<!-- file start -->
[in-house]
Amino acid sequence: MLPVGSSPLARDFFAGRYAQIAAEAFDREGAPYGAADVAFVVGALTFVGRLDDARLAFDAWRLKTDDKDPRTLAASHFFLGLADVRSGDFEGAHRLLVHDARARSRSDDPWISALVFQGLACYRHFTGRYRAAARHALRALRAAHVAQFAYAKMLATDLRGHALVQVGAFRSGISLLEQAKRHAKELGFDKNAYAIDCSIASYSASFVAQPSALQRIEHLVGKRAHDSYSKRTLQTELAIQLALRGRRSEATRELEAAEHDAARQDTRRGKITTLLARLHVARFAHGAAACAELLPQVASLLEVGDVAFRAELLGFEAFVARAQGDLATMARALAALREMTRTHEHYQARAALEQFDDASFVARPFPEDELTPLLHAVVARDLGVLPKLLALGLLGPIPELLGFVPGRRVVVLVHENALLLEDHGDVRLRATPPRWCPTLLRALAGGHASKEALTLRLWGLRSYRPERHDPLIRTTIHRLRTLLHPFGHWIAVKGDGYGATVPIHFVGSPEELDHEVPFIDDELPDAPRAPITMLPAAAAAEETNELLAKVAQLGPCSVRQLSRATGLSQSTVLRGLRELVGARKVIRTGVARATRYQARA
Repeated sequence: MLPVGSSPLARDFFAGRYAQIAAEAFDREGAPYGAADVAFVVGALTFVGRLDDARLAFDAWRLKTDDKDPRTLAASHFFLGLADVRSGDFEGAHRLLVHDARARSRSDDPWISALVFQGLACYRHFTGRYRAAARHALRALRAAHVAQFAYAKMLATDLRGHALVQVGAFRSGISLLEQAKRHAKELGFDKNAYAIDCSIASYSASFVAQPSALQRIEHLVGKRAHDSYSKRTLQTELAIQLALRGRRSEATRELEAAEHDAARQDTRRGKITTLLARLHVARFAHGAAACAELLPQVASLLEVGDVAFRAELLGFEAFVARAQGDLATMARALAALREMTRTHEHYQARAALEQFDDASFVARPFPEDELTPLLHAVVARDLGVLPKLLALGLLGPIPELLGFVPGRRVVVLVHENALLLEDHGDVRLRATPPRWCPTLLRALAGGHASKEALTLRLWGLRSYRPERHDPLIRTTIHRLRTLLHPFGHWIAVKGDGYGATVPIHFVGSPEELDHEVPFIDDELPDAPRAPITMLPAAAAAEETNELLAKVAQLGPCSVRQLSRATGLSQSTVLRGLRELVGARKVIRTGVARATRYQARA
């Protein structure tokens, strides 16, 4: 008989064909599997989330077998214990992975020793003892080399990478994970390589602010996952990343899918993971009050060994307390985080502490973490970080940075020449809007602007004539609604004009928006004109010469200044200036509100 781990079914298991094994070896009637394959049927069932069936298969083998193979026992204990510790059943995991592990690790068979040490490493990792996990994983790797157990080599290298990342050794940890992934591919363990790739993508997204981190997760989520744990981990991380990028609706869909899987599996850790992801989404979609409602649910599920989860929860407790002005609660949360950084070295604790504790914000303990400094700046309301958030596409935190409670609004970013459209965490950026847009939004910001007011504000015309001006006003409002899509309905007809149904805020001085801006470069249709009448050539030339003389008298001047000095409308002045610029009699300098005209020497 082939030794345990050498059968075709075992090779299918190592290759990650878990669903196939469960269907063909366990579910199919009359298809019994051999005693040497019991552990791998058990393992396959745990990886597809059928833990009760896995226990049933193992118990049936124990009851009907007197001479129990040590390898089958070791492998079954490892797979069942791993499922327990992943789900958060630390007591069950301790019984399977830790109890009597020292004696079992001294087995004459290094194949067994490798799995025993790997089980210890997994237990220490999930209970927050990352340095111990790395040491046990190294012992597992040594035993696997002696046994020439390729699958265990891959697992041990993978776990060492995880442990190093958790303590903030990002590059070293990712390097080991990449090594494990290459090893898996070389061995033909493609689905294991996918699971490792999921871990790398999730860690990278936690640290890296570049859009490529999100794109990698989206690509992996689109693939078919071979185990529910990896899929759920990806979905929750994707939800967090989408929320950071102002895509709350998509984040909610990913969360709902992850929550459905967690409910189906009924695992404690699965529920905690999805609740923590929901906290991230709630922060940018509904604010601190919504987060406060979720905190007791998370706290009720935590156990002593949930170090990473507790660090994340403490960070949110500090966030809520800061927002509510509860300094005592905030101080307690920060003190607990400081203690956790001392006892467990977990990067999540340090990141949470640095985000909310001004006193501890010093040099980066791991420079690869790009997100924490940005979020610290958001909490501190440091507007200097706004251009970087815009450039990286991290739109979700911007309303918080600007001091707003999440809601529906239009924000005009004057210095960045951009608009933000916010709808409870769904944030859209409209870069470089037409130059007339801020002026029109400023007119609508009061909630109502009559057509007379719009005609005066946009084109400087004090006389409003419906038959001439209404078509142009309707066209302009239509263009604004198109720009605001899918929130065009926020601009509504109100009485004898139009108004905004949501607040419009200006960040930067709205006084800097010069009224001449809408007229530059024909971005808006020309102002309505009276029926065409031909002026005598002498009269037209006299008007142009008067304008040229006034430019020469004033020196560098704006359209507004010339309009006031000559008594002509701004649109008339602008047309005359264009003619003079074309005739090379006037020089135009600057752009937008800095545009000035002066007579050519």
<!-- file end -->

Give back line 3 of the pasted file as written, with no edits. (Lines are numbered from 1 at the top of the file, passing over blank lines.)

Repeated sequence: MLPVGSSPLARDFFAGRYAQIAAEAFDREGAPYGAADVAFVVGALTFVGRLDDARLAFDAWRLKTDDKDPRTLAASHFFLGLADVRSGDFEGAHRLLVHDARARSRSDDPWISALVFQGLACYRHFTGRYRAAARHALRALRAAHVAQFAYAKMLATDLRGHALVQVGAFRSGISLLEQAKRHAKELGFDKNAYAIDCSIASYSASFVAQPSALQRIEHLVGKRAHDSYSKRTLQTELAIQLALRGRRSEATRELEAAEHDAARQDTRRGKITTLLARLHVARFAHGAAACAELLPQVASLLEVGDVAFRAELLGFEAFVARAQGDLATMARALAALREMTRTHEHYQARAALEQFDDASFVARPFPEDELTPLLHAVVARDLGVLPKLLALGLLGPIPELLGFVPGRRVVVLVHENALLLEDHGDVRLRATPPRWCPTLLRALAGGHASKEALTLRLWGLRSYRPERHDPLIRTTIHRLRTLLHPFGHWIAVKGDGYGATVPIHFVGSPEELDHEVPFIDDELPDAPRAPITMLPAAAAAEETNELLAKVAQLGPCSVRQLSRATGLSQSTVLRGLRELVGARKVIRTGVARATRYQARA